From: "Parasrampuria, Dolly [MCCUS]"
Subject: [NMusers] pediatric PK studies for pediatric exclusivity 
Date: Fri, December 10, 2004 9:13 am


I wanted to get some input from the group regarding pediatric PK study
designs that are required for pediatric exclusivity. If a study is
required in a pediatric population (eg. adolescent) that either
does not require a clinical study due to sound basis of disease
similarity in adults and children or the opportunity to partner
in clinical program has passed - what kind of a pediatric study
design should one use?

Assuming that this study needs to be conducted in healthy children
and the drug has a relatively long half life of about 12 to 24 hours

A traditional PK study with 8 or more blood draws, (approx sample
size 24) OR  A population PK approach with a slightly larger sample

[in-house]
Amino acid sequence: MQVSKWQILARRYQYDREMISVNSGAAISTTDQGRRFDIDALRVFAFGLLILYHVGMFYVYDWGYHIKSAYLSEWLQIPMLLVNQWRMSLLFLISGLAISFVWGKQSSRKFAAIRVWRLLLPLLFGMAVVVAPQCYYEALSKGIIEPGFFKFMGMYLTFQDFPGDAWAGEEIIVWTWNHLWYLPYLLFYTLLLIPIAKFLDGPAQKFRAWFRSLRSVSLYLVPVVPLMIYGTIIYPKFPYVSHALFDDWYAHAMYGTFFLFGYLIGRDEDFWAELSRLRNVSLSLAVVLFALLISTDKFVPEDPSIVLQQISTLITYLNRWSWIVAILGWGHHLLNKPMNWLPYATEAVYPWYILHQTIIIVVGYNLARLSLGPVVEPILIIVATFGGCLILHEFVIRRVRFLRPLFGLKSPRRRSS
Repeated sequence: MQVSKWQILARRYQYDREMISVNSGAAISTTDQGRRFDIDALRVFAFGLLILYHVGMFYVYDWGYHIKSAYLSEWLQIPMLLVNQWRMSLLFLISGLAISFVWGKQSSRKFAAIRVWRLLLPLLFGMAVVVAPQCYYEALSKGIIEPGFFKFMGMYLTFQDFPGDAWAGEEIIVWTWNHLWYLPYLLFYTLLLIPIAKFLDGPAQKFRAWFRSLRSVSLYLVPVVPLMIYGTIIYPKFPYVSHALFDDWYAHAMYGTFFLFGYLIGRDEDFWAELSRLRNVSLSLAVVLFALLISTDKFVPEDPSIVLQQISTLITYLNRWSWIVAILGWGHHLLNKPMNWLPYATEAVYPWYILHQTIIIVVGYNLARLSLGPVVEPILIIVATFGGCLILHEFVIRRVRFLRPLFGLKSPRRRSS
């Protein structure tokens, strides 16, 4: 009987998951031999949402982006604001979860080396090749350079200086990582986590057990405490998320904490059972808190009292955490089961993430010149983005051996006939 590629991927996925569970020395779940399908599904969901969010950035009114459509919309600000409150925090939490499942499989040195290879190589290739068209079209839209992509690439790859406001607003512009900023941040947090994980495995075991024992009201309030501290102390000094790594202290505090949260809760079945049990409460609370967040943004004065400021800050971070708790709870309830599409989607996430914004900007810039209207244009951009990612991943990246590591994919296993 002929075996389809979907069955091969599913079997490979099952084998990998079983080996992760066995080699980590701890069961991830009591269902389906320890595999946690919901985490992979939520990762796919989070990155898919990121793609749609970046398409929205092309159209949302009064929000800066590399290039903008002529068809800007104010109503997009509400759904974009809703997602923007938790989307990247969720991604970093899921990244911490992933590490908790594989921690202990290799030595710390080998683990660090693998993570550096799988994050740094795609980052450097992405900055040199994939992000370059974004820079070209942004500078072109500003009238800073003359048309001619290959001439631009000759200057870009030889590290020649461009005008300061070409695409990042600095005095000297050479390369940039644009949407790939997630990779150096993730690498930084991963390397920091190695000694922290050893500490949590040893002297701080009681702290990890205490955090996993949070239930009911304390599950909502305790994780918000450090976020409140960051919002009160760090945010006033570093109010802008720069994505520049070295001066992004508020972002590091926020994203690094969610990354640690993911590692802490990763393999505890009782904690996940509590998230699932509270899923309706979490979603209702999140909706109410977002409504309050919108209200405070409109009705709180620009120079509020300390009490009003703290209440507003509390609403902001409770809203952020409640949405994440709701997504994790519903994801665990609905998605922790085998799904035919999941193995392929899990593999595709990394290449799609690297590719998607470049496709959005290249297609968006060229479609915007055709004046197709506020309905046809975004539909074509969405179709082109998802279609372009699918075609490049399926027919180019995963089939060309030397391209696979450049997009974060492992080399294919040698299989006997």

size but significantly less number of samples (approx sample size of 36 to 48) 

There are trade-offs for both approaches - cost (pop PK being more
expensive than traditional PK; ethical sensitivities and considerations)
and enrollment (more will be needed for pop PK) versus reduced number of
blood draws and decreased discomfort/distress, potentially easier IRB
approval (for pop PK)

Appreciate feedback from the group. 

Best Regards 
Dolly A. Parasrampuria, PhD 
Clinical Pharmacology, M/C 263 
McNeil Consumer & Specialty Pharmaceuticals 
7050 Camp Hill Rd, Fort Washington PA 19034-2299 
Tel: 215-273-7760 
Fax: 215-273-4127 

From: "Suliman Al-Fayoumi"
Subject: RE: [NMusers] pediatric PK studies for pediatric exclusivity 
Date: Fri, December 10, 2004 12:25 pm 

Hi Dolly;

Both traditional and Pop PK studies have been utilized in the past to 
generate PK data in pediatrics. However, the use of Pop PK in pediatrics has 
generally been encouraged by the FDA due to ethical and practical 
considerations. Prior to embarking on the study, you might want to discuss 
any proposed study designs with the respective Clinical Division within FDA. 
In addition, the current regulations mandate that studies intended for 
pediatric exclusivity may only enroll pediatric patients. I hope you find 
those comments helpful. Take care.

Suliman Al-Fayoumi
Clinical Pharmacology Reviewer